On June 20, 2012, officials of the City of Nogales, an Arizona town on the Mexican border, called a meeting of employees of the Streets Department. When all were assembled, federal agents arrived and arrested three of the workers on charges of smuggling marijuana in the fall of 2009.
Forty-year-old Eduardo Bojorquez-Obeso, 47-year-old Francisco Islas Jr., and 30-year-old Francisco Rene Fuentes were arrested. They were accused of conspiring to help smuggle marijuana. Although the investigation was the work of U.S. Immigration and Customs Enforcement (ICE) agents, the case was prosecuted by the Santa Cruz County District Attorney’s office.
The ICE agent who led the investigation of the case, Eduardo Cota, had a surveillance video that showed Bojorquez-Obeso and Fuentes constructing containers to smuggle marijuana. Islas was present in the video, but was not taking part in the construction.
In January 2013, Islas and Fuentes pled guilty to one count each of solicitation to unlawfully transport marijuana for sale. Islas was sentenced to 90 days in jail and three years’ probation. Fuentes was sentenced to 180 days in jail and four years’ probation.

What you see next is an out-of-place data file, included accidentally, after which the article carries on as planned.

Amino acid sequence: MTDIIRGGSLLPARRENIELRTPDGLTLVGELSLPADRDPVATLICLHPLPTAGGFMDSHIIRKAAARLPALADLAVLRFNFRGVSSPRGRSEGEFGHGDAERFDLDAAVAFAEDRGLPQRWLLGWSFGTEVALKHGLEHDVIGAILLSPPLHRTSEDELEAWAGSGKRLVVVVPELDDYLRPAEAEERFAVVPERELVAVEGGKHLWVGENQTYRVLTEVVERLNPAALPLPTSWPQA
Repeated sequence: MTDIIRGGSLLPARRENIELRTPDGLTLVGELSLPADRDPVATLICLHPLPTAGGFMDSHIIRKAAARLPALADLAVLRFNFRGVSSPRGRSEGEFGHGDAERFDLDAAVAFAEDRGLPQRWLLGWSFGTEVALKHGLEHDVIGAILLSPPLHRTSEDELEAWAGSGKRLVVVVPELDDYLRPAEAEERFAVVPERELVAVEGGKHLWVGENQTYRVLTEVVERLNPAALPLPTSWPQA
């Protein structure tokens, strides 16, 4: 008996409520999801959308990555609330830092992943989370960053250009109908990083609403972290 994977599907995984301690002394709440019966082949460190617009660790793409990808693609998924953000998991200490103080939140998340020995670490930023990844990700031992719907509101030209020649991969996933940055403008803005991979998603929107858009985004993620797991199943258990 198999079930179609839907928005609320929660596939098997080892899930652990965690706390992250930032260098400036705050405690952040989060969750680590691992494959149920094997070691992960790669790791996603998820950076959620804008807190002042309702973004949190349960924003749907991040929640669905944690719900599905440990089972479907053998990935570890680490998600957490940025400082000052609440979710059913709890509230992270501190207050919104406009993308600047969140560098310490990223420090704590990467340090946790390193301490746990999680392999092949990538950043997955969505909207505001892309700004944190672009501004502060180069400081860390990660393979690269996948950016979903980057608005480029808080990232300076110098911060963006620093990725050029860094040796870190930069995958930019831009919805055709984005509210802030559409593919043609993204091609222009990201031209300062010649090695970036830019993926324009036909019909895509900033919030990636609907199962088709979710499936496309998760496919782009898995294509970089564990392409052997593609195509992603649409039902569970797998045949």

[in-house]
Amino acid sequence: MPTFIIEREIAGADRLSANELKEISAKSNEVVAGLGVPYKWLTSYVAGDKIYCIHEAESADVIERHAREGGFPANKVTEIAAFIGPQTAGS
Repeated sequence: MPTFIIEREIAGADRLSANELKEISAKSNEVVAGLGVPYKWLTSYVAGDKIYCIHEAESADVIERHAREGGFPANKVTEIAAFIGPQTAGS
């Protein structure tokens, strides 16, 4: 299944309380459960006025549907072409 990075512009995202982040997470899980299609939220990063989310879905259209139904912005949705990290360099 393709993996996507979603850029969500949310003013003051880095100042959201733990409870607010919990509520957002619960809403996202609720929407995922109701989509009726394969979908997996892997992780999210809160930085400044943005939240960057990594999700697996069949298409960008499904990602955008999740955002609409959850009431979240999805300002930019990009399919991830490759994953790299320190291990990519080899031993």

In September 2013, as Bojorquez-Obeso neared trial, the Santa Cruz District Attorney’s office abruptly dismissed the charges against him and disclosed that Cota had filed reports that were misleading and omitted critical facts.
It was not until just before Bojorquez-Obeso’s trial that Cota for the first time produced a second surveillance videotape that Cota had claimed showed Bojorquez-Obeso involved in drug-related activity. However, the video also showed Cota’s informant, whom Cota had previously maintained was not taking part in the drug activity. Islas, according to Islas’ attorney, wasn’t even in the video, as Cota had previously claimed.
In a letter to Islas’ and Fuentes’ attorneys, Chief Deputy County Attorney Liliana Ortega said the prosecution “has reason to believe that ICE Agent Eduardo Cota made misrepresentations and material omissions to the prosecutor, defense counsel and in his report.”
As a result, Islas was allowed to withdraw his plea on November 12, 2013 and the charge against him was dismissed. Fuentes had failed to appear at his parole office earlier in the year and could not be located.
The prosecutor filed a report with the U.S. Department of Homeland Security and Cota was relieved of active duty pending an internal investigation.
– Maurice Possley